The Importance of Resilience
Written by Jennifer Cooper, MS Psychology, C4 Foundation’s Director of Programs
Imagine your job required close to 260 days a year away from your family, under stressful conditions and the constant pressure of high-performance decisions in life and death situations. This is the constant reality for our SEAL Operators. Often, negative effects of this very taxing job can trickle into every area of family life. It goes without saying that within the 105 days remaining in the year, SEALs and their families need to find a way to integrate healthy portions of recovery, rest, and rejuvenation to sustain healthy family dynamics. At the C4 Ranch, with the implementation of our F.R.O.G. Program and surrounded by beautiful scenery, we provide an atmosphere to foster this much needed rest and recovery. Most importantly, this nature-based retreat prepares SEAL families with the ability to face difficult circumstances by utilizing a tool called Resilience.
The APA defines resilience as the process of adapting well in the face of adversity, trauma, tragedy, threats, or significant sources of stress. An integral part of the C4 F.R.O.G. Program involves the building of resiliency through gratitude and optimism exercises and intentional rejuvenation and relaxation activities. A good measure of resilience promotes the development of thought processes and behaviors that help our families withstand the stressors and grow together from difficult experiences and adversity that are unique to this community.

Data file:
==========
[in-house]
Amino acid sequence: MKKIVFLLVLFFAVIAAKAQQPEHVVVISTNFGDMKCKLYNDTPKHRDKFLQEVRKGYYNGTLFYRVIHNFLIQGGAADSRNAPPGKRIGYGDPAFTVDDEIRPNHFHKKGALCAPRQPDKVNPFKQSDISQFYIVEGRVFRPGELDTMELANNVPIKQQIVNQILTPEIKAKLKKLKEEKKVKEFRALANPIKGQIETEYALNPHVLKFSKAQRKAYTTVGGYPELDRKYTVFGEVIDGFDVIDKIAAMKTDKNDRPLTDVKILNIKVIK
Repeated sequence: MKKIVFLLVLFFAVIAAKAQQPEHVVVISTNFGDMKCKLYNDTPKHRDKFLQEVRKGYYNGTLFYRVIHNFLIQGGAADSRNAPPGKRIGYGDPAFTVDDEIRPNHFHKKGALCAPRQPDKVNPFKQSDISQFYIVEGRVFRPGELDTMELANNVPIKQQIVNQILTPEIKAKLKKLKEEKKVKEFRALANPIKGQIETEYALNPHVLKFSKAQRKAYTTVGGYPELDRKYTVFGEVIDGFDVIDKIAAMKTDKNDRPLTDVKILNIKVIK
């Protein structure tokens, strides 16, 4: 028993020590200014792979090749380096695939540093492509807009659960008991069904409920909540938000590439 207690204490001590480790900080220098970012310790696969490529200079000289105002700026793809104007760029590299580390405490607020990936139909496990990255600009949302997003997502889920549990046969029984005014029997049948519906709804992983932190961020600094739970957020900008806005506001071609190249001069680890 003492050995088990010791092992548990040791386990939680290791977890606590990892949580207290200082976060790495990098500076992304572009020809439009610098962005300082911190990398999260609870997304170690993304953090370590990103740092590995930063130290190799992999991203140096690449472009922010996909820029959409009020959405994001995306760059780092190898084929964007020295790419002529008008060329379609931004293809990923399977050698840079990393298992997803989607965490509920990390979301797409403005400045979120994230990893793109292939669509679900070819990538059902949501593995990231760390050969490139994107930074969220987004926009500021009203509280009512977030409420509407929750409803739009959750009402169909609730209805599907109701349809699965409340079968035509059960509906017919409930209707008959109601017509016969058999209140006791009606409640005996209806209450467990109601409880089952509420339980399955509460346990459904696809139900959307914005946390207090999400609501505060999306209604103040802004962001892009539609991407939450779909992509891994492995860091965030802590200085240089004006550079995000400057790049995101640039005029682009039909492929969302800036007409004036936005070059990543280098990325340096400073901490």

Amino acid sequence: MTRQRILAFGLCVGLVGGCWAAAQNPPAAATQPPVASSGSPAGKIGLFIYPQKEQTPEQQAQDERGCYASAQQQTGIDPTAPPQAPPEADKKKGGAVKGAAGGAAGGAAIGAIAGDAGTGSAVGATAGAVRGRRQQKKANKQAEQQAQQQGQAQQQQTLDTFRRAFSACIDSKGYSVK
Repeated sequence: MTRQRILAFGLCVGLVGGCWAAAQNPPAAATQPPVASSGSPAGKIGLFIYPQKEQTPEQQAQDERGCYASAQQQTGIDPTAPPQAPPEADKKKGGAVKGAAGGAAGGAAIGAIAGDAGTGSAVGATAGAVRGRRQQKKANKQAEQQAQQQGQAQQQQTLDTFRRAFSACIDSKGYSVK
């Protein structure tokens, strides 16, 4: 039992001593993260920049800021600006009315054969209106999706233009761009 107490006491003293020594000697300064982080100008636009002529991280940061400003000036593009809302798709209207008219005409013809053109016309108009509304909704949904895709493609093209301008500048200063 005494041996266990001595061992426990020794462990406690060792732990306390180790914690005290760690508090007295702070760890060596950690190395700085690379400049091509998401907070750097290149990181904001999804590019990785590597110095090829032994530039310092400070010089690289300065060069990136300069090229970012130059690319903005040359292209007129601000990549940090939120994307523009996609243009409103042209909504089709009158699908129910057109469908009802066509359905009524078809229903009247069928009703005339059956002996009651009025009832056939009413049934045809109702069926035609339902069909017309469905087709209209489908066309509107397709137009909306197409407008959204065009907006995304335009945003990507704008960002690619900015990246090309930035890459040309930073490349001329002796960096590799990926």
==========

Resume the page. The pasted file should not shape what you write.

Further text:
There are several strategies we have developed in our F.R.O.G. Program that help strengthen resilience. First, find activities that release stress such as physical exercise, outdoor activities, or even just cooking a nutritious meal. If exercise isn’t your thing, meditation, prayer, or setting aside time for quiet reflection, are all positive outlets that ease the negative effects of stress. Second, change your perspective. When we speak on gratitude and optimism in our F.R.O.G. Program, often it involves simply being aware of how you are framing a particular obstacle or challenge in your mind so that you can respond with a more positive outlook. Lastly, find your tribe. When you have connections with people that share common experiences, goals, and lifestyles, that solid support system makes navigating life’s difficulties much more tolerable. So, how are you increasing your capacity for resilience?
Written by Jennifer Cooper, MS Psychology, C4 Foundation’s Director of Programs
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